A Modern Take on the Classic Rockman Headphone Amp from the 80s
Stands on its Own
Shockman is not a clone of any particular Rockman® product. It incorporates ideas from several Rockman models, as well as a great deal of original design. It's closest to an X100 without Echo (would that be an Ultralight?), with some nice features brought in from the Soloist (soft clipping, Doubler/Stereo mode, ability to turn off the Chorus), Ace series (9V power), and even a tiny bit of Sustainor. The active mixer with independent Aux In and Line Out, the headphone amp and the specific 9V power supply arrangement are all my original designs.
The rest of the design, while derivative, is heavily modified from the original schematics. I paid particular attention to noise optimizations, while also minimizing power consumption. I achieved this by carefully choosing the most appropriate modern op amps for each stage, and also by optimizing resistor values throughout the circuit to reduce their individual contribution to overall noise. Shockman has lower Equivalent Input Noise (EIN) than the typical self noise of an electric guitar, which becomes the limiting factor for the overall noise floor. It achieves this while drawing only 8mA of idle current from 9V -- almost an order of magnitude less than a Rockman X100 (~ 55mA from 12V).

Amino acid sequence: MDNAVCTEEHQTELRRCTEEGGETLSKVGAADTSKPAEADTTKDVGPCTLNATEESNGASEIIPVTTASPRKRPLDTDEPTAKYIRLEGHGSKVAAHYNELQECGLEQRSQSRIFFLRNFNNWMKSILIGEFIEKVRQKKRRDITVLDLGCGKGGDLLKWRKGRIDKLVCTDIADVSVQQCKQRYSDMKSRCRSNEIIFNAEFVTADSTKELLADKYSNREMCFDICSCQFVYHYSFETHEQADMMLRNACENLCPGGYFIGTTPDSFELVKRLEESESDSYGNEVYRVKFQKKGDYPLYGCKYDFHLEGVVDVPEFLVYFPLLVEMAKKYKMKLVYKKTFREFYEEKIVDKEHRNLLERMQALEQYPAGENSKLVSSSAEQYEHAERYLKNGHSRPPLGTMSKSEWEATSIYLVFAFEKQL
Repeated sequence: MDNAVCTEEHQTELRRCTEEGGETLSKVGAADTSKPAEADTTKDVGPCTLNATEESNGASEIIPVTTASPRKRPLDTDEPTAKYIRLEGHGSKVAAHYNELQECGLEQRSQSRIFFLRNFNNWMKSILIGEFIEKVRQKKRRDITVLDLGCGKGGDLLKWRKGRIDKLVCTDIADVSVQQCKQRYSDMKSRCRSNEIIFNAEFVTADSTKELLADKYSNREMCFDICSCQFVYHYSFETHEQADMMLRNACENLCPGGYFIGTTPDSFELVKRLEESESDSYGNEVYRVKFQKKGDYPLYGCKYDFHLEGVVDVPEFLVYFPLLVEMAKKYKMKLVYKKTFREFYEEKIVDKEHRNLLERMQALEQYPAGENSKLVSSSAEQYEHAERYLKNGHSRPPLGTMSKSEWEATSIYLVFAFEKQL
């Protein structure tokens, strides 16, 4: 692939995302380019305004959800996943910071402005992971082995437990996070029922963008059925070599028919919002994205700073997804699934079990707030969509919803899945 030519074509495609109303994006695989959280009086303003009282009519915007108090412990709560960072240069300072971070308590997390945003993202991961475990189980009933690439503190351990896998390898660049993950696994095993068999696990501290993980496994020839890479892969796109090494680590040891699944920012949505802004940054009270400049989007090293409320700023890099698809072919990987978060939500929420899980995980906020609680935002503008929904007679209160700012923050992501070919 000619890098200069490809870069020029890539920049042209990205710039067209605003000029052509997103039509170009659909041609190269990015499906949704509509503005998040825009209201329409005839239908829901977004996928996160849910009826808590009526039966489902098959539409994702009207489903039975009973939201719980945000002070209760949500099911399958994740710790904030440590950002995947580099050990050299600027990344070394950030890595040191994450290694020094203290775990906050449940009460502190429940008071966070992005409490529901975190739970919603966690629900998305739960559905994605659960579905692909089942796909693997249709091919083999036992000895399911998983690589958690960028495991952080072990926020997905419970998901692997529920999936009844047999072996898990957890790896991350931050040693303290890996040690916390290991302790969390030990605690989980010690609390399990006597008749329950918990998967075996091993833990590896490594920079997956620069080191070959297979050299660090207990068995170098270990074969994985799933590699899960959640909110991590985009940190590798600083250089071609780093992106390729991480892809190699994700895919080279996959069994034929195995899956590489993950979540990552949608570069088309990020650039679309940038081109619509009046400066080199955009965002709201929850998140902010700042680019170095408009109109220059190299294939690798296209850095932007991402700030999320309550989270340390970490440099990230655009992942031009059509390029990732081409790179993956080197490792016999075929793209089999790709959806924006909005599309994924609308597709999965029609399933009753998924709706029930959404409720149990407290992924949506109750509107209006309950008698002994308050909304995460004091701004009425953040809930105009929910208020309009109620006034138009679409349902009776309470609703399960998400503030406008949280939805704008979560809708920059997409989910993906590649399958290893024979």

Shockman contains around 160 components distributed on both sides of the 4-layer PCB. It uses seventeen op amps, an analog chorus chip (BBD) and a couple more supporting chips.
Fits in a tin of Altoids!
Fits with room to spare in a small stompbox enclosure
Fits onboard a guitar (this is its true calling)
Pluggable form factor: the "brain" can quickly be moved between different enclosures
Watch It in Action
Make Your Own
A few words before you start: it's a LOT of work, most of the op amps I picked are only available in surface mount packages, and they're a bit pricey. Also, the pinchoff voltage of Q1 is rather critical to the correct operation of the compressor.